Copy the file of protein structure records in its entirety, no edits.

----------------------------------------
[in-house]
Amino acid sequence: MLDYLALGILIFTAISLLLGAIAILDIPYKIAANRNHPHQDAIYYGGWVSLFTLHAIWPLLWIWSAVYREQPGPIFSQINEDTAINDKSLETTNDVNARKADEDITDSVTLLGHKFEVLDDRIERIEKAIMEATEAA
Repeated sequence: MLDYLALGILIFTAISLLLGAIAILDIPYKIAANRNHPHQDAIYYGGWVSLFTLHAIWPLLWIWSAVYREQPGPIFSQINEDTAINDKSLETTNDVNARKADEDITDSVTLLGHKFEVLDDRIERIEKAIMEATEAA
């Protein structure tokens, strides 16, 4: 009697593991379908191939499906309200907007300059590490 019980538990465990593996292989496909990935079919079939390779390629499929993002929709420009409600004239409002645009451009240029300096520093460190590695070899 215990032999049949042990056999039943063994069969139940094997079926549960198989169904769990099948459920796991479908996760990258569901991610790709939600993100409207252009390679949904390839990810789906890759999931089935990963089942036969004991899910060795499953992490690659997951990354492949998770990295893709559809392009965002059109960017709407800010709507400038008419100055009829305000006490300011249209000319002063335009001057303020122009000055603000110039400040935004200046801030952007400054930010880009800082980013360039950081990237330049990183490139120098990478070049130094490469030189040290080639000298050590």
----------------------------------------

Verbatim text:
[in-house]
Amino acid sequence: MLDYLALGILIFTAISLLLGAIAILDIPYKIAANRNHPHQDAIYYGGWVSLFTLHAIWPLLWIWSAVYREQPGPIFSQINEDTAINDKSLETTNDVNARKADEDITDSVTLLGHKFEVLDDRIERIEKAIMEATEAA
Repeated sequence: MLDYLALGILIFTAISLLLGAIAILDIPYKIAANRNHPHQDAIYYGGWVSLFTLHAIWPLLWIWSAVYREQPGPIFSQINEDTAINDKSLETTNDVNARKADEDITDSVTLLGHKFEVLDDRIERIEKAIMEATEAA
């Protein structure tokens, strides 16, 4: 009697593991379908191939499906309200907007300059590490 019980538990465990593996292989496909990935079919079939390779390629499929993002929709420009409600004239409002645009451009240029300096520093460190590695070899 215990032999049949042990056999039943063994069969139940094997079926549960198989169904769990099948459920796991479908996760990258569901991610790709939600993100409207252009390679949904390839990810789906890759999931089935990963089942036969004991899910060795499953992490690659997951990354492949998770990295893709559809392009965002059109960017709407800010709507400038008419100055009829305000006490300011249209000319002063335009001057303020122009000055603000110039400040935004200046801030952007400054930010880009800082980013360039950081990237330049990183490139120098990478070049130094490469030189040290080639000298050590």